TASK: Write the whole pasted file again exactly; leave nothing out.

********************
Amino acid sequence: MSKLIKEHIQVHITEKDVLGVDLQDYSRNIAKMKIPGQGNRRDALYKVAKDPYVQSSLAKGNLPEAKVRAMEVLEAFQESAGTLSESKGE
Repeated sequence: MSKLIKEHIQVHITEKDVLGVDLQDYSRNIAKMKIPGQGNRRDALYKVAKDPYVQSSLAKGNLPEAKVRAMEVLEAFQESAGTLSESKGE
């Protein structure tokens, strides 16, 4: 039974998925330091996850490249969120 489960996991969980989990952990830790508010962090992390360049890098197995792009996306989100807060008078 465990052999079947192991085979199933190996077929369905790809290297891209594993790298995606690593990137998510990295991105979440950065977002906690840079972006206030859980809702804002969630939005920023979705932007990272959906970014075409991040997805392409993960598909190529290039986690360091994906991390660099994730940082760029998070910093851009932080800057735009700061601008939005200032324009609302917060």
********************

Amino acid sequence: MSKLIKEHIQVHITEKDVLGVDLQDYSRNIAKMKIPGQGNRRDALYKVAKDPYVQSSLAKGNLPEAKVRAMEVLEAFQESAGTLSESKGE
Repeated sequence: MSKLIKEHIQVHITEKDVLGVDLQDYSRNIAKMKIPGQGNRRDALYKVAKDPYVQSSLAKGNLPEAKVRAMEVLEAFQESAGTLSESKGE
């Protein structure tokens, strides 16, 4: 039974998925330091996850490249969120 489960996991969980989990952990830790508010962090992390360049890098197995792009996306989100807060008078 465990052999079947192991085979199933190996077929369905790809290297891209594993790298995606690593990137998510990295991105979440950065977002906690840079972006206030859980809702804002969630939005920023979705932007990272959906970014075409991040997805392409993960598909190529290039986690360091994906991390660099994730940082760029998070910093851009932080800057735009700061601008939005200032324009609302917060």